When I was a kid, Christmas was mostly about the presents. It was even better that for many years I didn’t have to give anyone gifts – except for the “gifts” that we handcrafted during December at school (you know the ones; the lop-sided mug we made out of clay for example, painted in gaudy colours and one that would never be used as a drinking utensil because it’s very possible that the drinker will become sick so instead it’s used as a pen or pencil holder for a while.) The ones that came with handmade Christmas Cards that showed our parents that we were still learning to write and draw (and, in some cases, to use glue) but that we already knew how much we loved them. Yep, for many years, Christmas was a cakewalk for me.
Nowadays, things are a little different.
The Christmas Season is no longer as much about the presents as it is about the generosity of spirit and the sharing of time, fortune and compassion – at least, that’s what it is for me. I do enjoy giving gifts though. I always have and I always will. To me, giving someone a gift is a way of showing them that they are important to me. I try to give presents that remind the recipient that I am still paying attention to their lives even if we haven’t been as close lately as we have in the past, or if we’ve been, say, geographically separated for about a year.
Personally, I don’t mind not getting presents at Christmas. I don’t have an awfully materialistic side so I think I’m pretty easy to buy for. Movies are perhaps my biggest interest if we’re going for tangible items so DVDs and cinema gift vouchers are always winners with me, although lately I’ve felt a desire to read more books as well – and I’d like to read a variety so I’m open to new authors and genres. But I digress… In our family, we have a couple of approaches when it comes to the giving of gifts. Some years we agree amongst ourselves who will buy presents for whom and on others we drop our names into a hat and Chance will decide how things will work out. And on other years we give in to the madness and put our efforts into obtaining gifts for everyone else – which is exactly what has happened this year.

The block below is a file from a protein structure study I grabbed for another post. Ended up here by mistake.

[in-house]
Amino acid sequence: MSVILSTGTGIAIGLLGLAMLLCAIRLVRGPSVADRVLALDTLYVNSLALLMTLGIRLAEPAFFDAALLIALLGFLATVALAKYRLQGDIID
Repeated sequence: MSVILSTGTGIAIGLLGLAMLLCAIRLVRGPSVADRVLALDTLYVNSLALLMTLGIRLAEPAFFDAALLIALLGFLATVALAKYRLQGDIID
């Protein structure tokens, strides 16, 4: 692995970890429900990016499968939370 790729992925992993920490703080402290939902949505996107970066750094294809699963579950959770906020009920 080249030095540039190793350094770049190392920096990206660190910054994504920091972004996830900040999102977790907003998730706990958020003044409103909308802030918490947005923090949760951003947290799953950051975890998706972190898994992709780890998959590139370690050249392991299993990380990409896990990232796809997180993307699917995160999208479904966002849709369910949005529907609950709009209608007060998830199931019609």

So over the past couple of weeks I’ve searched high and low, racked my brain and reminisced about visits and conversations in addition to tapping into my existing knowledge in the hopes of procuring gifts for each member of my family that they will enjoy. My Mum has been fairly easy to buy for. My Dad (a wonderful man who only ever wants to see his family at Christmas – and failing that would like a yacht, sports car, overseas holiday or something along those lines (and I would buy them all for him if I could!)) has been a little more difficult.
Wolf Brother and his partner are usually straight-forward as well, similarly with my brother-in-law. Of course, it’s also incredibly easy to find gifts for my three fresh breaths. For some reason though, I usually have the most difficult time finding gifts for my sister. Even though I talk to her as often as I can, she is a woman who is always more concerned about everyone else before herself so it’s difficult for me to find out what kinds of things she’d like for Christmas!
But I think I have everything covered now, so I will be packing for my trip this Saturday, safe in the knowledge that I have something for each of my nine family members that they will enjoy.
On the ninth day of Christmas, the Season gave to me…
Nine gifts for wrapping
Eight PM Carols
Seven tonnes of tucker
Six AM wake-up
Five days off
Four airborne hours
Three fresh breaths
Two swimming pools
and a trifle made for the Family